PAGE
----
What We Learned From NOVA’s “Saving Notre Dame”

Scientists, architects, historians and a “digital twin” all play a part

November 27, 2020 10:50 am
Notre-Dame seen from the southeast.
Windfall Productions

In April of 2019, Notre-Dame Cathedral in Paris was almost destroyed in a fire. The haunting images of the centuries-old building engulfed in flames shook viewers around the world. Whether the cathedral represented an architectural marvel or an important religious site (or, for some viewers, both), the images of an iconic building that had withstood political upheaval and war over the years being at risk of collapsing made for a harrowing site.

The new NOVA documentary Saving Notre Dame offers a fascinating look at the efforts to keep the cathedral standing, beginning with the initial response to the fire and continuing to the work being done to restore it. What makes this especially fascinating is the array of disciplines involved: everything from state-of-the-art architectural software to archaic woodworking tools have played a part in the restoration efforts.

Here are a few things we learned from watching the documentary.

Rope access worker and damaged timbers
Rope access worker and damaged timbers.
Windfall Productions

Putting Out the Fire Was Only the Beginning

The dramatic attempts to put out the fire at Notre-Dame made for some absolutely gripping news broadcasts. It didn’t help matters that the fire was initially too high for firefighters’ hoses to reach; firefighters also needed to mount a daring rescue of the bell towers, lest the wood holding the bells in place burn, causing a number of massive wooden bells to fall, each comparable to a wrecking ball in size and density.

Once the fire was extinguished, the cathedral still wasn’t out of harm’s way. The experts interviewed in Saving Notre Dame point out that the cathedral’s vaulting was at risk of collapse in the weeks and months following the fire — and that its collapse could have taken the rest of the building down with it. The restoration team used sensors to monitor its stability, and built custom wooden supports for each of the cathedral’s flying buttresses to bolster the structure.

Fossils (and Skulls) Were Critical to the Restoration

Much of the cathedral was made from limestone — which, in medieval times, was taken from now-defunct quarries within the city itself. (More on that in a moment.) But not all limestone is the same: the limestone used for the roof and for the statues have very different properties, for instance. The restoration team needed to find comparable matches for each type — which led them to look for fossils within the existing limestone, and compare it to deposits found in the now-abandoned quarries.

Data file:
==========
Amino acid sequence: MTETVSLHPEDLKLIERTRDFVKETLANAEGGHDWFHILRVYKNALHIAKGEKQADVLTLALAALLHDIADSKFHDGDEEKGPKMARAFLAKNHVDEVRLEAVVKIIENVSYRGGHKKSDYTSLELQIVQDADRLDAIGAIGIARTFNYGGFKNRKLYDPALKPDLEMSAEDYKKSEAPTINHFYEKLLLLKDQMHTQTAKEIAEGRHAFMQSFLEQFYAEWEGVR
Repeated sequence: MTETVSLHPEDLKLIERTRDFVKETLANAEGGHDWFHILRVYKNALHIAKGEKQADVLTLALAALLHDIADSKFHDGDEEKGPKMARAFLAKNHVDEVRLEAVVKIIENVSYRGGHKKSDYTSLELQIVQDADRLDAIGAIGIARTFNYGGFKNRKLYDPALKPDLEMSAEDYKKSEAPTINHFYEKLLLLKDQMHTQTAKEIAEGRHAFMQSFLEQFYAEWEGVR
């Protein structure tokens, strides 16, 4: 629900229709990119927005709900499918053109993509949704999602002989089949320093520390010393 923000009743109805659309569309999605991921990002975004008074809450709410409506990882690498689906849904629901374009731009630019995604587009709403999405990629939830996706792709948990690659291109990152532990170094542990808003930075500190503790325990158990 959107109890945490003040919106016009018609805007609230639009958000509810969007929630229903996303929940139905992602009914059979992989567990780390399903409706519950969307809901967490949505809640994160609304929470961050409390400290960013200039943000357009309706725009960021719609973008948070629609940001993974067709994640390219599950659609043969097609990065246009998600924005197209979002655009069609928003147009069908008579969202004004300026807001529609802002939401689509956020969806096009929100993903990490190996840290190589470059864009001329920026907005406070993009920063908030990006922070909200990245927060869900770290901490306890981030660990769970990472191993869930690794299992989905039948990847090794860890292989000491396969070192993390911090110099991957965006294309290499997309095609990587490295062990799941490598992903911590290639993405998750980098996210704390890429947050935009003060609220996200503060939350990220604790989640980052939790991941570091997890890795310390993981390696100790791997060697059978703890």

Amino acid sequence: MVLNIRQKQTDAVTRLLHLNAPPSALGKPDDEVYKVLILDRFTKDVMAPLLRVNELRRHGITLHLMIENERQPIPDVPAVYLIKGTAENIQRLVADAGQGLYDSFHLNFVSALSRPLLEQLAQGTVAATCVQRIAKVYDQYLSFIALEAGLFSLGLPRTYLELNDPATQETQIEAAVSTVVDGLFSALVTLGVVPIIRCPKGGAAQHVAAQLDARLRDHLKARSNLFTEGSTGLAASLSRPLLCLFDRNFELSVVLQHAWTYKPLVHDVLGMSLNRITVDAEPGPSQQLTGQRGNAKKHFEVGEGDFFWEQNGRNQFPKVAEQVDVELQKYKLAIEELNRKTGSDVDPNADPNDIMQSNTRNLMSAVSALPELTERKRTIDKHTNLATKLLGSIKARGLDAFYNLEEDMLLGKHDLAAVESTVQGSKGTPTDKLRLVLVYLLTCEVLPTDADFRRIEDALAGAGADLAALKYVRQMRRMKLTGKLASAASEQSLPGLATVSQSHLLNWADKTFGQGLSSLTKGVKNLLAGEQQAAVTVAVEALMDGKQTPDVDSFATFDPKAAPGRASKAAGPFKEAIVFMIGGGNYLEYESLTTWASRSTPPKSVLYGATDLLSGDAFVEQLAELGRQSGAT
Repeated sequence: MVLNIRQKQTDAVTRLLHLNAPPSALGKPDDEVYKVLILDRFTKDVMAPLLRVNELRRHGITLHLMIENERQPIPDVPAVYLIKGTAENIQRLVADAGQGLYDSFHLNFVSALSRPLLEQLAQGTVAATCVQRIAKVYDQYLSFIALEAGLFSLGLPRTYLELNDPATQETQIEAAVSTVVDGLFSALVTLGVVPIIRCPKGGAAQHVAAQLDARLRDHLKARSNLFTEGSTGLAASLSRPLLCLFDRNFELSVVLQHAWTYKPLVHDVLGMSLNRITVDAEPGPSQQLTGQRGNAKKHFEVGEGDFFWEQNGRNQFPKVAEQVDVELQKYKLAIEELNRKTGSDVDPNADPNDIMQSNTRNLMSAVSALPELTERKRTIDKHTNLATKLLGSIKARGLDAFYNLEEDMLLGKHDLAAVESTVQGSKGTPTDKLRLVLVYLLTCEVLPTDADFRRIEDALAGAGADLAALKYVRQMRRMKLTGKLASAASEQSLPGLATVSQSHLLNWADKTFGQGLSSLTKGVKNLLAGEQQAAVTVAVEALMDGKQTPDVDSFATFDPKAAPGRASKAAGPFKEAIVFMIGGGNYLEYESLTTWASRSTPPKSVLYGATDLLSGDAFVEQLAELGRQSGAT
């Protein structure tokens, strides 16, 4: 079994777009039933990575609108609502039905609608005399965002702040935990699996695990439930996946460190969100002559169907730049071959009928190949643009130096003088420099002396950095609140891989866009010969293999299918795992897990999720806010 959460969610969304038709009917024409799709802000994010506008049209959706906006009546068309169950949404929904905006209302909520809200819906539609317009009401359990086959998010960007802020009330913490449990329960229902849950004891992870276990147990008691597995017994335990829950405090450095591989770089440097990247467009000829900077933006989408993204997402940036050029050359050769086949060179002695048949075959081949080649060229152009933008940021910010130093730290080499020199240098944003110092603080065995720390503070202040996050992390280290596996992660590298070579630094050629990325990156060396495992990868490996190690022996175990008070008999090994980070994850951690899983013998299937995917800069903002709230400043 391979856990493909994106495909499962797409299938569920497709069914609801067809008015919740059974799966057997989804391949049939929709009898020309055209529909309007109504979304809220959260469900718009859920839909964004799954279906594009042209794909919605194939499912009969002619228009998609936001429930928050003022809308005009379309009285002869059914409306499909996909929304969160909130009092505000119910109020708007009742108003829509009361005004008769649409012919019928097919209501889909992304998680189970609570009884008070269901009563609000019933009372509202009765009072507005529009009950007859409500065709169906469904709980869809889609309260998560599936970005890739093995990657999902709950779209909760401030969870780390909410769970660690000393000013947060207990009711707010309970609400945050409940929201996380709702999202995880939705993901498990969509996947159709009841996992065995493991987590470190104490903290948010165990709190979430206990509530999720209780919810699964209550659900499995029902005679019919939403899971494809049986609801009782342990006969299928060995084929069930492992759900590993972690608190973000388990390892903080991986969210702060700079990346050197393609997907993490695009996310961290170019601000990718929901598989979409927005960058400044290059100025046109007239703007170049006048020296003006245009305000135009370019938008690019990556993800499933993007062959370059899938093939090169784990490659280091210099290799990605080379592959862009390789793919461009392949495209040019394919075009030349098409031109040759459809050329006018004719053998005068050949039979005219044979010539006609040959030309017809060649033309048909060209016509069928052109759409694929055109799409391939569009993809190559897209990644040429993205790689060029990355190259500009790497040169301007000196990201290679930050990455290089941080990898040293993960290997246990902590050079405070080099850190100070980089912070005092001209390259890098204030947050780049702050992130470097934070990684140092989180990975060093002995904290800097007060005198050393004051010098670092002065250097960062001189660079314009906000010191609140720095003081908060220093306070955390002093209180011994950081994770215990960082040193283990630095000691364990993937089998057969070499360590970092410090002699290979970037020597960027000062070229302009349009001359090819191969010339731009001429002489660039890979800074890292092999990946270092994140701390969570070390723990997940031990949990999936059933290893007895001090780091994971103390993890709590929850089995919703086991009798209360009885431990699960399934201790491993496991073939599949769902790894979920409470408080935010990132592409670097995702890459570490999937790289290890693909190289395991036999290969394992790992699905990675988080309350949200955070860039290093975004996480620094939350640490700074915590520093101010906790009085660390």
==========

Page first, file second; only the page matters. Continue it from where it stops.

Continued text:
Why are those quarries abandoned, you might ask? Well, for the last few centuries, they’ve had a different purpose: they’re now home to the city’s catacombs. Which means lots of images of the scientists researching limestone walking around piles of skulls and bones in the tunnels below Paris. 

Restoring the Cathedral Involved Medieval Axes

The technology on display in Saving Notre Dame offers a wild mix of old and new. Part of the documentary focuses on the creation of a “digital twin” for the cathedral, documenting the different components of the building and explaining how its construction worked. The medieval architects weren’t big on documentation, it turns out — and so part of the restoration effort involves reverse-engineering how parts of the cathedral were built.

Rebuilding the wooden roof of the cathedral, made from around 1,300 trees, leads to some of the documentary’s most interesting moments. The burned beams were meticulously documented to get a sense of the type of wood used, the age of the trees felled to produce it and even the marks left by the medieval carpenters who made it. Images of a similar restoration project involved the work of heritage carpenters, whose commitment to period technologies includes some impressive and archaic-looking axes that would seem equally at home chopping wood or defending their local castle.

The Best Way to Remove Melted Scaffolding Is … More Scaffolding

The cathedral was already undergoing a renovation when the fire broke out. That means that besides the wood, stone and lead that were burned on the cathedral itself, so too was the scaffolding utilized for the renovations burned and melted beyond recognition. 

The documentary estimates that this was around 50,000 steel beams — all of which now resembled a large-scale abstract sculpture, and needed to be cleared out of the cathedral. How did the restoration team do this? As it turns out, they built more scaffolding around the melted scaffolding, allowing them to remove it gradually. 

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